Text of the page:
LONDON (Reuters) - The sun may warm the Earth more during waning solar cycles, new satellite data has shown, turning scientific understanding on its head and helping to explain extreme local weather patterns, scientists said on Wednesday.
But scientists said the findings did not undermine the case for man-made global warming through greenhouse gas emissions.
The heat and light of the sun waxes and wanes over a roughly 11-year period. Scientists had thought it warmed the Earth more during peaks of activity, for example as measured by the number of spots visible in the sun’s atmosphere.
But new satellite data showed that, in fact, from 2004-2007 as the cycle waned, more light reached the Earth’s surface. It was only high frequency, ultraviolet light -- which hardly reaches the Earth’s surface -- that faded.
That means the sun warmed the Earth more during that declining cycle, a new and counter-intuitive finding.
“It’s quite intriguing, it’s suggesting the solar influence is completely opposite to expectations,” said Imperial College London’s Joanna Haigh, lead author of the paper titled “An influence of solar spectral variations on radiative forcing of climate,” to be published in the journal Nature Thursday.
The authors underlined that the findings were only for a three-year period, more proof was needed and could be provided if light at the Earth’s surface fell when the sun becomes more active again, as expected in the next year or so.
Skeptics of the theory of man-made climate change have long argued that variation in solar activity could explain a warming Earth, rather than rising greenhouse gas emissions. The average amount of heat and light the sun pumps out has increased slightly over the past 150 years.
But climate scientists say that increase is only about one tenth of the warming effect of rising greenhouse gas emissions, which have helped cause global average temperatures to rise by more than 0.7 degrees Celsius since pre-industrial times.
“It doesn’t give comfort to the climate skeptics at all,” said Haigh. “It may suggest that we don’t know that much about the sun. The climate models would still be producing much the same results with or without these solar effects.”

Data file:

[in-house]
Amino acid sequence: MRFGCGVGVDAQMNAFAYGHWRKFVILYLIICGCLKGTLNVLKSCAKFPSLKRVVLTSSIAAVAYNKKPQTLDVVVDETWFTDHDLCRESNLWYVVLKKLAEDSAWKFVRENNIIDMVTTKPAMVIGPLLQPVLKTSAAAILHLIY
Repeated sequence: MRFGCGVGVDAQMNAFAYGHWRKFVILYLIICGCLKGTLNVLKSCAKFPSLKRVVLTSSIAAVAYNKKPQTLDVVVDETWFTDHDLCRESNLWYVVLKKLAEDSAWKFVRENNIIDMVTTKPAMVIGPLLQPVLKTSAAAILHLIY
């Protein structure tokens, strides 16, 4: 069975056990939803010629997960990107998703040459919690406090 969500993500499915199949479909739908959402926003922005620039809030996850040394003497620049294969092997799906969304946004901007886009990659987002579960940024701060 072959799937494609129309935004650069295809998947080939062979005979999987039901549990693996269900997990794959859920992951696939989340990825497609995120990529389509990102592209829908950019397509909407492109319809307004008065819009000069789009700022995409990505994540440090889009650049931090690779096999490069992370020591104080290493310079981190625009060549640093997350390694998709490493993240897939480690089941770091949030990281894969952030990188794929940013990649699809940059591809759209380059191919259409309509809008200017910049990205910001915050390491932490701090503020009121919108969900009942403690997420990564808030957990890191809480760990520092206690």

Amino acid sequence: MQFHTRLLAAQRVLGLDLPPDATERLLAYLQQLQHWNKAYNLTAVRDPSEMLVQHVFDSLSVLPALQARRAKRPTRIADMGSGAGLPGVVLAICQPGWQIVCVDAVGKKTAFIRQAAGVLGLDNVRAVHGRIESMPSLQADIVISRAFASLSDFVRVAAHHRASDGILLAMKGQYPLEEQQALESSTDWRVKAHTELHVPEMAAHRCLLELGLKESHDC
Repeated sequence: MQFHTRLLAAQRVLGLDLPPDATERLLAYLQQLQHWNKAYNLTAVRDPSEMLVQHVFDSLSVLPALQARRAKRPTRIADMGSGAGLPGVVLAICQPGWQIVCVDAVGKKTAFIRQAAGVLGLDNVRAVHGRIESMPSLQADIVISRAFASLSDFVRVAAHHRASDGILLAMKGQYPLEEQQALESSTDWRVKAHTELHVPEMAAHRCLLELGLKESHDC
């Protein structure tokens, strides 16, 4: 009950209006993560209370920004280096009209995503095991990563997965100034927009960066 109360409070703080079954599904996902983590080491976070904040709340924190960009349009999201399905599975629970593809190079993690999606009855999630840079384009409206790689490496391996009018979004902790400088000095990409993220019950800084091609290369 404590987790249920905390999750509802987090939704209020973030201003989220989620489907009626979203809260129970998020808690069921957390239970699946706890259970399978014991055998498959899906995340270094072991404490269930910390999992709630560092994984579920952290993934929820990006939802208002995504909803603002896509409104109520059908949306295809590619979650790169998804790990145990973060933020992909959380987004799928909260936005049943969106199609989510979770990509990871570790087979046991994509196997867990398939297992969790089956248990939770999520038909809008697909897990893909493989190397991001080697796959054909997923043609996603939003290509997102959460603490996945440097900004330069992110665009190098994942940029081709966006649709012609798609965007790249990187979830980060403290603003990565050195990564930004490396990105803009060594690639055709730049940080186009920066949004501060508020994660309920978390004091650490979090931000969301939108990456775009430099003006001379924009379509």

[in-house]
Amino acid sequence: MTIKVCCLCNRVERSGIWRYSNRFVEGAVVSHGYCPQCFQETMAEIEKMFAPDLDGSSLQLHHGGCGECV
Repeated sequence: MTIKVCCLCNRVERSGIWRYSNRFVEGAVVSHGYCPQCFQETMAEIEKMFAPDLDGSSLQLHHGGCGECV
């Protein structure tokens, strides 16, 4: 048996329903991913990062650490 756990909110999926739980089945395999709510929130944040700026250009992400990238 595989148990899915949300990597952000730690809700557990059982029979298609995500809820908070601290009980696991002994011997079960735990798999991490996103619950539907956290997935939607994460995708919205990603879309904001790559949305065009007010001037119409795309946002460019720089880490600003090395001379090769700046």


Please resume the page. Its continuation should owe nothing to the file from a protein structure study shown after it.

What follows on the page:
However the study may help explain regional, extreme weather, said Reading University’s Mike Lockwood, because it had revealed that the amount of ultraviolet light fell far more than expected during the declining solar cycle.
That large dip would cause falling temperatures in the upper atmosphere, which could explain a twisting of the jet stream -- a powerful wind in the high atmosphere which can drag cold air from the polar regions.
The sun in January this year reached its deepest solar minimum since about 1900. That could help explain a change in the jet stream and cold winters in Europe and North America against a backdrop of hotter average temperatures globally, said Lockwood.
The first half of this year has been the hottest since records began in 1850, say U.S. scientists [ID:nN16141783].
Lockwood added that the sun had been rather more active over the last 70 years in a longer-term cycle which he expected to turn over the course of this century, potentially bringing colder winters to Europe, because of similar jet stream effects.
“We would have the paradox of a globally warming world where we might have more cold winters here in Europe,” Lockwood said.
Reporting by Gerard Wynn, Editing by Janet Lawrence